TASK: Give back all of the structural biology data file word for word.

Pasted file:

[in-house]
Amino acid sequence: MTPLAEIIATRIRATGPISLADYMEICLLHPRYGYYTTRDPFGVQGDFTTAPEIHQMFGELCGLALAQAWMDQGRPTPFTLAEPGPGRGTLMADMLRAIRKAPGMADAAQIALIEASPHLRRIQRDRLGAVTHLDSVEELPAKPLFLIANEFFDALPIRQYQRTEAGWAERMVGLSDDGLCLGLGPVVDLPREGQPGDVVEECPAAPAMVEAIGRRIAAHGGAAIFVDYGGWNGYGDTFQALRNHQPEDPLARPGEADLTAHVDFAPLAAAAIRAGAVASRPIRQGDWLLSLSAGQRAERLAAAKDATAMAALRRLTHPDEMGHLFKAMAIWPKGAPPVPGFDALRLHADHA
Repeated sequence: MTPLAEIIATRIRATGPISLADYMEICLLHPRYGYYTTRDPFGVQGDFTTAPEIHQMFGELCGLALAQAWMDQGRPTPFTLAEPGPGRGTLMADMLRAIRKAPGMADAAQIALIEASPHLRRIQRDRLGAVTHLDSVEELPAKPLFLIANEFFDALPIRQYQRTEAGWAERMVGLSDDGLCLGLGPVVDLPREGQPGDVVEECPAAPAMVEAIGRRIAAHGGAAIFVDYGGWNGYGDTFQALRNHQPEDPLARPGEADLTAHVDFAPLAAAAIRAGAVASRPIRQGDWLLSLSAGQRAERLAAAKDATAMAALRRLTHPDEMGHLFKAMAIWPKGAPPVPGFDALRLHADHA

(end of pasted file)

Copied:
[in-house]
Amino acid sequence: MTPLAEIIATRIRATGPISLADYMEICLLHPRYGYYTTRDPFGVQGDFTTAPEIHQMFGELCGLALAQAWMDQGRPTPFTLAEPGPGRGTLMADMLRAIRKAPGMADAAQIALIEASPHLRRIQRDRLGAVTHLDSVEELPAKPLFLIANEFFDALPIRQYQRTEAGWAERMVGLSDDGLCLGLGPVVDLPREGQPGDVVEECPAAPAMVEAIGRRIAAHGGAAIFVDYGGWNGYGDTFQALRNHQPEDPLARPGEADLTAHVDFAPLAAAAIRAGAVASRPIRQGDWLLSLSAGQRAERLAAAKDATAMAALRRLTHPDEMGHLFKAMAIWPKGAPPVPGFDALRLHADHA
Repeated sequence: MTPLAEIIATRIRATGPISLADYMEICLLHPRYGYYTTRDPFGVQGDFTTAPEIHQMFGELCGLALAQAWMDQGRPTPFTLAEPGPGRGTLMADMLRAIRKAPGMADAAQIALIEASPHLRRIQRDRLGAVTHLDSVEELPAKPLFLIANEFFDALPIRQYQRTEAGWAERMVGLSDDGLCLGLGPVVDLPREGQPGDVVEECPAAPAMVEAIGRRIAAHGGAAIFVDYGGWNGYGDTFQALRNHQPEDPLARPGEADLTAHVDFAPLAAAAIRAGAVASRPIRQGDWLLSLSAGQRAERLAAAKDATAMAALRRLTHPDEMGHLFKAMAIWPKGAPPVPGFDALRLHADHA